• 2. J2EE Security and Enterprise JavaBeans Diagram 1: Security mapping in an EJB application <security-role-mapping> <security-role> <user> STUDENT STUDENT </security-role> <user name=”joe”/> joe </security-role-mapping> </user> Logical security role ‘STUDENT’ Logical role ‘STUDENT’ mapped User ‘joe’ stored to user ‘joe’ defined in the operational in application server environment. Diagram 2: Enterprise JavaBeans in a J2EE Application framework (Application server specific (J2EE deployment descriptor) deployment descriptor) <ejb-jar.xml> <orion-ejb-jar.xml> EJB Client Home Interface (EJBHome) Enterprise JavaBean class (EntityBean) Persistent Store (Oracle9i) Remote Interface (EJBObject) Container provided services – Java Security (JAAS) / RMI/ JNDI J2EE Container for Enterprise JavaBeans A. OC4J Security As a starting point for this project I examined the information returned by accessing the isCallerInRole () and getCallerPrincipal () methods of the javax.ejb.EntityContext interface that is passed by the container to an entity enterprise bean instance after the bean has been created. These methods provide security information about the enterprise beans caller. The getCallerPrincipal () method returns information pertaining to the Java Authentication and Authorization Service (JAAS). JAAS is a Java package that enables applications to authenticate and enforce Prepared by: Mrunal Dhond Page 2 of 6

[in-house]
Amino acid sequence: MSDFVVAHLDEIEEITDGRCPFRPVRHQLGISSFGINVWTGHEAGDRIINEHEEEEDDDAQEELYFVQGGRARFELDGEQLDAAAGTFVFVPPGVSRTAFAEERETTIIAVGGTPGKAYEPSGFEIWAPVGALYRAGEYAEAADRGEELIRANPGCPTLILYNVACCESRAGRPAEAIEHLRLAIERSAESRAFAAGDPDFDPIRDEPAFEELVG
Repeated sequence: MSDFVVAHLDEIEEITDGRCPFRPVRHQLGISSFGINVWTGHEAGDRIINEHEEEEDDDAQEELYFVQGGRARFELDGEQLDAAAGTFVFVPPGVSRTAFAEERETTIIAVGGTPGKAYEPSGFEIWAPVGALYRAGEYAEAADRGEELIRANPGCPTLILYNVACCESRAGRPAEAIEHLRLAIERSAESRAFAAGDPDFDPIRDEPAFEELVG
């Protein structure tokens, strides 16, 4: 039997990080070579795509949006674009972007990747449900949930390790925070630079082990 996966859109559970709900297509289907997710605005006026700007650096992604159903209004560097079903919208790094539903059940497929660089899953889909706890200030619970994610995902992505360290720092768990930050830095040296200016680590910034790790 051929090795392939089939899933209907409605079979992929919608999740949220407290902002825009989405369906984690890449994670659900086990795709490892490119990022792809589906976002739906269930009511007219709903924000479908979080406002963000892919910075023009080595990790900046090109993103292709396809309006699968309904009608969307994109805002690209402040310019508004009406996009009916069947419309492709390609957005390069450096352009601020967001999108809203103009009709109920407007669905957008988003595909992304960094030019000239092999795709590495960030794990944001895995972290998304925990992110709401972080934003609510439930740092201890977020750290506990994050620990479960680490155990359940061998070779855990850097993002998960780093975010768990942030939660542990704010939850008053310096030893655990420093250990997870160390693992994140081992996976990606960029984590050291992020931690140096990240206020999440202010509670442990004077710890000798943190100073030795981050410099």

• 3. J2EE Security and Enterprise JavaBeans access controls upon users. Oracle9iAS supports JAAS by implementing a JAAS provider called JAZN. JAZN uses certain repositories for secure, centralized storage, retrieval and administration of provider data. These repositories are called provider types and JAZN supports two kinds of provider types – a LDAP-Based Provider Type (Oracle Internet Directory) and a XML-Based provider type. The later has been used in this project. Both the JAAS providers enable different functionalities of JAAS and can be managed with certain tools. These tools have varying functionalities for each of the provider types. Detailed information about OC4J security and JAAS support in Oracle9iAS is provided in the Oracle9iAS Containers for J2EE Services Guide and Oracle9i Application Server Security Guide available on the Oracle Technology Network. I. LDAP-Based Provider Type The user repository is an Oracle Internet Directory. The Oracle Internet Directory runs as an application on the Oracle9i database server and is available with the Oracle9iAS Infrastructure. One of the goals of the KEAS project is to consolidate identification / authentication information into a central directory service. There is a way in which OC4J security using LDAP-Based Provider Type (Oracle Internet Directory) could be integrated with the central directory service of the KEAS system. The Oracle Internet Directory includes a component called the Oracle Directory Integration Service. This feature enables users to synchronize Oracle Internet Directory with other repositories in their enterprise repositories which in this case would be the central directory service of KEAS. The data in the Oracle Internet Directory can be managed with a combination of three tools mentioned below. • Oracle Enterprise Manager – This is a GUI tool that is used to perform two JAAS Provider tasks – manage JAAS policy and manage Java permissions. It manages this information in the Oracle Internet Directory. Oracle Enterprise Manager is a component of the Oracle9iApplication Server. • JAZN Admin tool – A command line interface tool that enables administrators to create and manage users, realms (user communities), roles and policies. It uses the JAAS Provider API packages. • JAZNUserManager class and JAAS Provider API – JAZNUserManager class is used by OC4J to implement JAZN. The LDAP-Based Provider environment can be managed programmatically by using JAZNUserManager and the JAAS Provider API’s. II. XML-Based Provider Type An XML-based provider is typically a file called jazn-data.xml. All the ‘user’, ‘role’ and ‘permission’ information required by the application server to grant access to EJB clients is stored in this file. The information in the repository is used to verify the identity of a user attempting to access a J2EE application on the server. A user ‘joe’ having password ‘welcome’ can be defined within the jazn.com realm (default realm used by Oracle9iAS) in jazn-data.xml in the following manner: <jazn-data> <jazn-realm> <realm> <name>jazn.com</name> <users> <user> <name>joe</name> <description>student </description> <credentials>!welcome </credentials> </user> . </users> . </realm> . </jazn-realm> </jazn-data> Prepared by: Mrunal Dhond Page 3 of 6